5 things to remember while keeping an open mind to others’ advice:
It’s just one person’s opinion, they have a completely different paradigm than anyone else you’ll talk to. Talk to multiple people.
No one understands your problem, vision, or idea like you do. It’s up to you to make them understand.
In an effort to be helpful, people will always try to steer the conversation towards something they know about. That doesn’t make it relevant or useful. Keep the conversation focused on the matter at hand.
If you didn’t ask for advice, why are you still listening?
Don’t make quick decisions if you can avoid it. Give your mind at least a good night’s sleep to let everything sink in.
Make sure the advice you’re receiving is relevant, actionable, and timely. Take everything into consideration. Then ultimately go with your gut instinct.
I just read this article on “Why the Freemium Model Doesn’t Work“, and while he makes some good points, he wraps up the article by saying “The reality is, the freemium model doesn’t work for the majority of companies who try it.” No shit Sherlock! The reality is, no model works for the majority of companies who try anything. The majority of companies fail within 5 years.1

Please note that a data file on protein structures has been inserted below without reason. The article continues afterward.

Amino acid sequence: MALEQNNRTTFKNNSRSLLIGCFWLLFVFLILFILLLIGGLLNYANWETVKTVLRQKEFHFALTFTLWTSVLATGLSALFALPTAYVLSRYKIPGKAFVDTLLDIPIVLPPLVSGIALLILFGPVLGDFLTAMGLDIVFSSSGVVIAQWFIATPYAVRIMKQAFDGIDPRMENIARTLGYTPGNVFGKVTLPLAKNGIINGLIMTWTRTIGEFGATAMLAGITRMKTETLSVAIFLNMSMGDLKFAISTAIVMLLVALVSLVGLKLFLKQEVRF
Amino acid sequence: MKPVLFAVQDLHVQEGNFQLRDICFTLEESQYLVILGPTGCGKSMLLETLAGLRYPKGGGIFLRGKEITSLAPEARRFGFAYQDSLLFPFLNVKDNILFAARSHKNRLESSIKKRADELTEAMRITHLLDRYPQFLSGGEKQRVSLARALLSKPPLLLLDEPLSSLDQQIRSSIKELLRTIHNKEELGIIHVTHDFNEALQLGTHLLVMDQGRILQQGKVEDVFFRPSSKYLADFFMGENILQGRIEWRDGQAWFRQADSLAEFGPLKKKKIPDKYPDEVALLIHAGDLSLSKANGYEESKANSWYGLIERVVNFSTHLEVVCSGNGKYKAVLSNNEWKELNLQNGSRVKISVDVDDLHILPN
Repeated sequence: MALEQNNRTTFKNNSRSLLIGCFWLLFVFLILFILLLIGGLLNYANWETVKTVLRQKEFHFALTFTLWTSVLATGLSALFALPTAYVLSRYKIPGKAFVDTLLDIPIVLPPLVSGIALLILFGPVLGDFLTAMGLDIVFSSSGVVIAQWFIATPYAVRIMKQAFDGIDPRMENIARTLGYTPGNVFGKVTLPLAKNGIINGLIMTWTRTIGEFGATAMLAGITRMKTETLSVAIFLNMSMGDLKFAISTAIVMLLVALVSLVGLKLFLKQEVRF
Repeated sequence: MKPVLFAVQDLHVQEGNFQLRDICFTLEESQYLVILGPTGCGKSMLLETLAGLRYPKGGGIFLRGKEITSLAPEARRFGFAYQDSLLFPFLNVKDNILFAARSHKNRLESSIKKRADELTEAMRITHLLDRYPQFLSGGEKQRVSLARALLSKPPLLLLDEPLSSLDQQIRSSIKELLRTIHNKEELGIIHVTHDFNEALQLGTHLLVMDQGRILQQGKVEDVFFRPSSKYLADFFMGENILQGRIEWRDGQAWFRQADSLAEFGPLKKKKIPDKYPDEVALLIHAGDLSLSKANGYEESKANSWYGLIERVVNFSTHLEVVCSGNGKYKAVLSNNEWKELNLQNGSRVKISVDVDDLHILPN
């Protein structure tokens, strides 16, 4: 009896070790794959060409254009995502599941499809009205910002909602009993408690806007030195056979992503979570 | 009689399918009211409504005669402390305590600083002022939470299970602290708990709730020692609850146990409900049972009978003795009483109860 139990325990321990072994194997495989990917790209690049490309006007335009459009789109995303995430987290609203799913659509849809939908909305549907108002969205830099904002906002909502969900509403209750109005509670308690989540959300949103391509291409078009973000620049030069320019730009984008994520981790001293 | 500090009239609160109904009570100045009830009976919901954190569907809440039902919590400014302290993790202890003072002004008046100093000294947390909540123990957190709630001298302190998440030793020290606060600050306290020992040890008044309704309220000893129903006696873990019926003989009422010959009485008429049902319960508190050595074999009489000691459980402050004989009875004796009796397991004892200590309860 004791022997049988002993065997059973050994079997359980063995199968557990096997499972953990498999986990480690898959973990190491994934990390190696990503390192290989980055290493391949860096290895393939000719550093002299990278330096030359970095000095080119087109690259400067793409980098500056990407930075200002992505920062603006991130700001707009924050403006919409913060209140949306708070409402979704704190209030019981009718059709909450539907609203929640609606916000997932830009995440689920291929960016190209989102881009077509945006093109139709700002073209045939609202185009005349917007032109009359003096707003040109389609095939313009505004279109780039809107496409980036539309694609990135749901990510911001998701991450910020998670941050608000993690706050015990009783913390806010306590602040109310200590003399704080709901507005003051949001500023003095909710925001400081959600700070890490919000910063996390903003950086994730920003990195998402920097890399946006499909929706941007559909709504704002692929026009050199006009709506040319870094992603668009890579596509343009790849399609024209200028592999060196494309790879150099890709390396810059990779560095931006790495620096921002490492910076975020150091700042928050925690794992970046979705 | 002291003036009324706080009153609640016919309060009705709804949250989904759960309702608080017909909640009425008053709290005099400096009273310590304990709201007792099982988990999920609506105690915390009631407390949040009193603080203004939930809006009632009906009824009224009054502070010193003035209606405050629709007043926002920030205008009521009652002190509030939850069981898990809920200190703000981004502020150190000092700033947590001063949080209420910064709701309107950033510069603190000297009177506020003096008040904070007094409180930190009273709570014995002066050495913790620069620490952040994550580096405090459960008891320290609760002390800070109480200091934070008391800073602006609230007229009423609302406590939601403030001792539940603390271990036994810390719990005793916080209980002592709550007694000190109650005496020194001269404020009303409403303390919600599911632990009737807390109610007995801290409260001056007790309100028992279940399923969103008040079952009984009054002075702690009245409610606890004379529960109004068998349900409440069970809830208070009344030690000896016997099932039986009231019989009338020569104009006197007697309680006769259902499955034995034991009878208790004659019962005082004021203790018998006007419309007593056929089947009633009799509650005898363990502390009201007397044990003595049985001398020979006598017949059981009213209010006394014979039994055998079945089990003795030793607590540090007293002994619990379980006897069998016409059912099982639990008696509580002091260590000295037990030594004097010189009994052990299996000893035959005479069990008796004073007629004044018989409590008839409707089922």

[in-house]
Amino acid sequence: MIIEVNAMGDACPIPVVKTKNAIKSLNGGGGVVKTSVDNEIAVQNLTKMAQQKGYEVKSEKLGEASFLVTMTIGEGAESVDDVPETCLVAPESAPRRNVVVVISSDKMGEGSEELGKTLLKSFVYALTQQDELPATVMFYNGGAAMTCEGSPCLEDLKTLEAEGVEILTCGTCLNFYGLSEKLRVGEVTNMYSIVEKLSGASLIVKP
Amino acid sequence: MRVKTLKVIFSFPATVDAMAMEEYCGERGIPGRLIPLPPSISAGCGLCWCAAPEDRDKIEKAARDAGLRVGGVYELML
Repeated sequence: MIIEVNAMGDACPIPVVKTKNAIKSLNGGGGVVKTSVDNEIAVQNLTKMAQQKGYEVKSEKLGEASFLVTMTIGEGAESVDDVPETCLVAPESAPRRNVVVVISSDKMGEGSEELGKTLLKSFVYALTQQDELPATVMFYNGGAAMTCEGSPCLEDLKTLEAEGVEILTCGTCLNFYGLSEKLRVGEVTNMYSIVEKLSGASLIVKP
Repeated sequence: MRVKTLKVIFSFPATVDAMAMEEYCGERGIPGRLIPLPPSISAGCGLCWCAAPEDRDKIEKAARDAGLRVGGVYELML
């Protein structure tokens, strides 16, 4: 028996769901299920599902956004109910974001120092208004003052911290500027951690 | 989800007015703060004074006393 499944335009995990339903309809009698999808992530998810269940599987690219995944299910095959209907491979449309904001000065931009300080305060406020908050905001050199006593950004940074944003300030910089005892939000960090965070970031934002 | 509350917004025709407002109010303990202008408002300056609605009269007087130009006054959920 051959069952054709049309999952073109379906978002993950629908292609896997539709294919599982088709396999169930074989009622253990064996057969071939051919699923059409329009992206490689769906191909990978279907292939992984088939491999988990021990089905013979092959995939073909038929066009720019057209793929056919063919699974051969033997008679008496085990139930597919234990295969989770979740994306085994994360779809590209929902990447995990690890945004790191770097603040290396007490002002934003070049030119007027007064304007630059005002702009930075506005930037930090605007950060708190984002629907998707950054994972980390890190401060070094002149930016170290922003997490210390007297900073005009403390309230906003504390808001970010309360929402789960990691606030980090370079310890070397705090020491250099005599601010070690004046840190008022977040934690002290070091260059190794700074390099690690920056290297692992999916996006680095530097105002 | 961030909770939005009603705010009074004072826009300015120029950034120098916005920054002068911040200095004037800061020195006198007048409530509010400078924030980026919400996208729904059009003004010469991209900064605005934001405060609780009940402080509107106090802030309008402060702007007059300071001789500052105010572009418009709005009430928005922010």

The 4th Type of Freemium
In his examples of successful freemium models he mentions Evernote, Dropbox, and Spotify. He also suggests that fremium models are limited to only 3 scenarios, egregiously missing my favorite type of freemium: pay for additional features. Read more
I was thinking of titling this post “What it feels like to give up and still win” or something like that. Then I thought about some clever title about perseverance and how we saw value where no one else did, which would be true. But in the end it’s better to give credit where credit is due; so there you have it: How Pinterest Changed My Life.
My last company, Chick Approved, was just officially acquired by Seattle-based Lockerz, Inc…and it feels great! You can read allaboutit, but that’s just the inspiration for the post and really beside the point.
So what is the point?
The point is: I’m not sure we deserve it.
We built a great product, had 2 people on full time managing the community and our ambassador program, and I spent just about every weekend for the better part of a year working my ass off iterating and iterating on the product. So why don’t I deserve it? Read more